For eight days the Eastern Swiss Alps resound with cheers of laughter —and a few yelps of pain— as eighteen Yeti riders pedal, push and freewheel their way along Switzerland’s finest trails. And it’s a journey for everyone involved. Beginning among the jumps of Lenzerheide’s bike park and finishing in the dusty, Mediterranean-like rock gardens of Poschiavo, these riders, from six different countries and whatever their backgrounds, will become united by their love of rock gardens, forest loam, ribbon-like singletrack, and an appetite for new experiences.
FINALLY THE DRIVER STEPS IN, LOOKING AT LEAST SEVENTY YEARS OLD AND I FIGURE THERE’S PROBABLY NOT MUCH HE HASN’T SEEN BEFORE, NO MATTER HOW MODERN HIS TRAIN IS.
The Swiss do public transport well — too well in fact. But today it’s a reputation that’s come back to bite them in the ass. Gathered under the harsh, functional strip lights of the Parsenn funicular train we watch the minute hand tick on, unrelenting, to leave the scheduled departure time far behind. Bikes are lubed and lined up and our eagerness to ride cracks through the air like static before a lightning storm. ‘This is not very Swiss,” says Dave with a hint of the awkward, stealing the comment from everyone’s lips. We laugh, joke and stand patiently. And then stand some more; a jetsam and flotsam of grubby jerseys and pungent kneepads washed up among the brushed stainless railings and shiny red livery of a state-of-the-art train. Finally, the driver steps in, looking at least seventy years old and I figure there’s probably not much he hasn’t seen before, no matter how modern his train is. For a brief moment he seems to ponder the controls, presses some buttons, flicks some switches… and then without an explanation of the deviation from normal Swiss punctuality, we’re off.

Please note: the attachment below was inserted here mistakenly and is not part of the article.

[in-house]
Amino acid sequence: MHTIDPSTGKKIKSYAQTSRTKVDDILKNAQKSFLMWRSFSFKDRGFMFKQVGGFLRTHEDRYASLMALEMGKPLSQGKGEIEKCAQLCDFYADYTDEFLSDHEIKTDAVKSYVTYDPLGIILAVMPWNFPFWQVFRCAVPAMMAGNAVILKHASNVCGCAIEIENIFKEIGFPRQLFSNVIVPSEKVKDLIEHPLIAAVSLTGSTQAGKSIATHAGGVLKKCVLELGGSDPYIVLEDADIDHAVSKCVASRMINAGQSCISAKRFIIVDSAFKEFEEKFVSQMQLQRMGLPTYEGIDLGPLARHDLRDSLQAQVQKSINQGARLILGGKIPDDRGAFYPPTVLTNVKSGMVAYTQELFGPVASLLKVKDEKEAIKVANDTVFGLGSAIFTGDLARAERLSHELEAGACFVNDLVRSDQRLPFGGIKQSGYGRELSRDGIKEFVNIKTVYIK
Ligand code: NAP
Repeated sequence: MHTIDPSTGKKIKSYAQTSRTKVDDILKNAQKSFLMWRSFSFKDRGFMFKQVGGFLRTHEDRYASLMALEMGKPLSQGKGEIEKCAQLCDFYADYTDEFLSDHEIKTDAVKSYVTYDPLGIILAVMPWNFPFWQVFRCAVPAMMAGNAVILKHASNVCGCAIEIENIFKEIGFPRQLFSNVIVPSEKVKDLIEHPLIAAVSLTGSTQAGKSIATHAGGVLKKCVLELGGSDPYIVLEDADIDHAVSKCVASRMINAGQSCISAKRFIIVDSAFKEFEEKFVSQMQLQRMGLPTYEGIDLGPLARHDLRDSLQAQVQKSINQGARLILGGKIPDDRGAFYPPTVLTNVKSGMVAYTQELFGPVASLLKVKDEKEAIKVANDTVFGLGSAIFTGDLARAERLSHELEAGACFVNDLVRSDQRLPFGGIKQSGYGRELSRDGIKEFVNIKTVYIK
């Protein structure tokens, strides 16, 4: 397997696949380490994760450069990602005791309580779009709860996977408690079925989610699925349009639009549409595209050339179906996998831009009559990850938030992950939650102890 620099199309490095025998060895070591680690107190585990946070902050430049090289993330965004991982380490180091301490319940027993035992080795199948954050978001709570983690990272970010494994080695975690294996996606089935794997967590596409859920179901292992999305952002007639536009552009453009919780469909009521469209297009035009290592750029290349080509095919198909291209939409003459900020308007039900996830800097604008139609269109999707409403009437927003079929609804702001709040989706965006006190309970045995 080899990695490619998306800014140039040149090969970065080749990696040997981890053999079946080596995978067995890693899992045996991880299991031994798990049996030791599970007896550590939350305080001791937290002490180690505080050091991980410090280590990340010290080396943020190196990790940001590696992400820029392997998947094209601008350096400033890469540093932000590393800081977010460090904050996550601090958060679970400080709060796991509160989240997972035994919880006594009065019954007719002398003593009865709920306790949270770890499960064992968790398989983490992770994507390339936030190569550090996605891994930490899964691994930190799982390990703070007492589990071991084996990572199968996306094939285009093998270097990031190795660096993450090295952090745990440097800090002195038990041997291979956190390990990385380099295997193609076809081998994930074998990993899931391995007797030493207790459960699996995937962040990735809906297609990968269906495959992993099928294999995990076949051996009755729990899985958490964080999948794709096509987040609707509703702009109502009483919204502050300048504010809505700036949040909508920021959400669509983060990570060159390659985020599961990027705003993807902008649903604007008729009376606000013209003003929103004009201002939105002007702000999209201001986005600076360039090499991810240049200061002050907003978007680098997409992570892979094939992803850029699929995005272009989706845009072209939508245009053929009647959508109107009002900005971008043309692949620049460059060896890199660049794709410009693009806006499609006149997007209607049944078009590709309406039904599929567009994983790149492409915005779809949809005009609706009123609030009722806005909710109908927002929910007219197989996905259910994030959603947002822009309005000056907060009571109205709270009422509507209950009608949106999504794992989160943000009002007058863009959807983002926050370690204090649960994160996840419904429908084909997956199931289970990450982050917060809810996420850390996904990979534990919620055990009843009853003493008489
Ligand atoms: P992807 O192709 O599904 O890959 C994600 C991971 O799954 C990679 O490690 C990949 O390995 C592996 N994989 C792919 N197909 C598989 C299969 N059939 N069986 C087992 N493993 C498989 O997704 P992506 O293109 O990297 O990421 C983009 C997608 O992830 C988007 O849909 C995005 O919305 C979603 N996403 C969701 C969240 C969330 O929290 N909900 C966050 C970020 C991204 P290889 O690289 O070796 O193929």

IT’S A DAY THAT, LIKE ALL OTHERS ON THE TRIP, WILL BOAST AN ALMOST INEXHAUSTIBLE VARIETY OF TRAILS — A FIVE-STAR, EAT–ALL-YOU-LIKE BUFFET FOR THE DIRT HUNGRY.
THE PAYBACK IS WORTH THE WAIT
The payback is worth the wait. Our funicular glides effortlessly up 2000 feet of impossibly vertical mountainside, without so much as a rattle — as only a Swiss train could do. It burrows through thick fog to deliver us to the start of yet another day’s riding. It’s a day that, like all others on the trip, will boast an almost inexhaustible variety of trails —a five-star, eat–all-you-like buffet for the dirt hungry. Still enveloped in fog we stumble from the train straight into 45F temperatures and a steep gravel climb that quickly levels the whole group to labored breathing and some to pushing bikes. But this rude wake-up call is mercifully short. It leads us into a buff, undulating traverse that cuts west, winding its way through lava-lamp clouds that tumble and billow unpredictably across stark limestone buttresses. Riding in Switzerland is never boring. And thankfully, rarely without a mountain restaurant nearby for a re-fuel either.